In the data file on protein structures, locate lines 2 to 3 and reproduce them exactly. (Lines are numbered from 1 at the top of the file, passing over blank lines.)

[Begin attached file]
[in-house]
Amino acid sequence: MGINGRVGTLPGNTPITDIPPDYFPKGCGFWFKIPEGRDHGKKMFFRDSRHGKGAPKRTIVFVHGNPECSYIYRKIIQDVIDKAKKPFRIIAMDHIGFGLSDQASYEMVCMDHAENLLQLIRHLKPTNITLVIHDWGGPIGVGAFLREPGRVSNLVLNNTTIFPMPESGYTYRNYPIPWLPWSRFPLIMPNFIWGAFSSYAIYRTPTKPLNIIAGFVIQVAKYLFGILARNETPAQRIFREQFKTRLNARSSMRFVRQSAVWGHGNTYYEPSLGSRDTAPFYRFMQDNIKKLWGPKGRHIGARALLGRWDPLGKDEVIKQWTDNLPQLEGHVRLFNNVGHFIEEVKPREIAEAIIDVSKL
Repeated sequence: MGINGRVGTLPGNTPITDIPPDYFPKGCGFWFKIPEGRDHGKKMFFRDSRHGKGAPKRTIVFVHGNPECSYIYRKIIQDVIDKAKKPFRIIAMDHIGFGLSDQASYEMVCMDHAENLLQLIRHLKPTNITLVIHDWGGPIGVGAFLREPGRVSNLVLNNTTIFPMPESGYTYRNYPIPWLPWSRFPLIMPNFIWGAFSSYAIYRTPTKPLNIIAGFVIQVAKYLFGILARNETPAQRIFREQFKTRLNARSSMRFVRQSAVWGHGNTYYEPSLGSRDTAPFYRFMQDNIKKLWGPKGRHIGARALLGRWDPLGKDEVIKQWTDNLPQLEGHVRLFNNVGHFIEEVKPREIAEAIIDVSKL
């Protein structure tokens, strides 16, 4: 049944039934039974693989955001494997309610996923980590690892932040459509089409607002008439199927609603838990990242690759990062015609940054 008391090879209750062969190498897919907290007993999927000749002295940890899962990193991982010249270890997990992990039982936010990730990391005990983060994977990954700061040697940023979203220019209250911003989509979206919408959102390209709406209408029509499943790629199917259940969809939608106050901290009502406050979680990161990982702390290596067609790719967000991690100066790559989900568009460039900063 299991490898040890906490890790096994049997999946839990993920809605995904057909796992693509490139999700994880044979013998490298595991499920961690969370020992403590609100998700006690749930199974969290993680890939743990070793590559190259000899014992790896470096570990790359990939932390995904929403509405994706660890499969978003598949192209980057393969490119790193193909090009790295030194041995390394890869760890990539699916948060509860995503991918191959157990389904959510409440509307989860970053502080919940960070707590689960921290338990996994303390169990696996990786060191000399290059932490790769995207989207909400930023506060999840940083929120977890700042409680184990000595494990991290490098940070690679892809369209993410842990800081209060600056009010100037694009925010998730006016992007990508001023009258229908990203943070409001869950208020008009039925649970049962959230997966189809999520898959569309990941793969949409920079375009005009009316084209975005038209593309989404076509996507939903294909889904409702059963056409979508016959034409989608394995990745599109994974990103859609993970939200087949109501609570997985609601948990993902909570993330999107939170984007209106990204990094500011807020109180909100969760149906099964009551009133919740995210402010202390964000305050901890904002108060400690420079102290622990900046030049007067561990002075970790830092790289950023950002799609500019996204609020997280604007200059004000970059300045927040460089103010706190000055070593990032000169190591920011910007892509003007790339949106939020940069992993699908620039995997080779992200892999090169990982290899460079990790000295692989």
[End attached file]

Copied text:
Amino acid sequence: MGINGRVGTLPGNTPITDIPPDYFPKGCGFWFKIPEGRDHGKKMFFRDSRHGKGAPKRTIVFVHGNPECSYIYRKIIQDVIDKAKKPFRIIAMDHIGFGLSDQASYEMVCMDHAENLLQLIRHLKPTNITLVIHDWGGPIGVGAFLREPGRVSNLVLNNTTIFPMPESGYTYRNYPIPWLPWSRFPLIMPNFIWGAFSSYAIYRTPTKPLNIIAGFVIQVAKYLFGILARNETPAQRIFREQFKTRLNARSSMRFVRQSAVWGHGNTYYEPSLGSRDTAPFYRFMQDNIKKLWGPKGRHIGARALLGRWDPLGKDEVIKQWTDNLPQLEGHVRLFNNVGHFIEEVKPREIAEAIIDVSKL
Repeated sequence: MGINGRVGTLPGNTPITDIPPDYFPKGCGFWFKIPEGRDHGKKMFFRDSRHGKGAPKRTIVFVHGNPECSYIYRKIIQDVIDKAKKPFRIIAMDHIGFGLSDQASYEMVCMDHAENLLQLIRHLKPTNITLVIHDWGGPIGVGAFLREPGRVSNLVLNNTTIFPMPESGYTYRNYPIPWLPWSRFPLIMPNFIWGAFSSYAIYRTPTKPLNIIAGFVIQVAKYLFGILARNETPAQRIFREQFKTRLNARSSMRFVRQSAVWGHGNTYYEPSLGSRDTAPFYRFMQDNIKKLWGPKGRHIGARALLGRWDPLGKDEVIKQWTDNLPQLEGHVRLFNNVGHFIEEVKPREIAEAIIDVSKL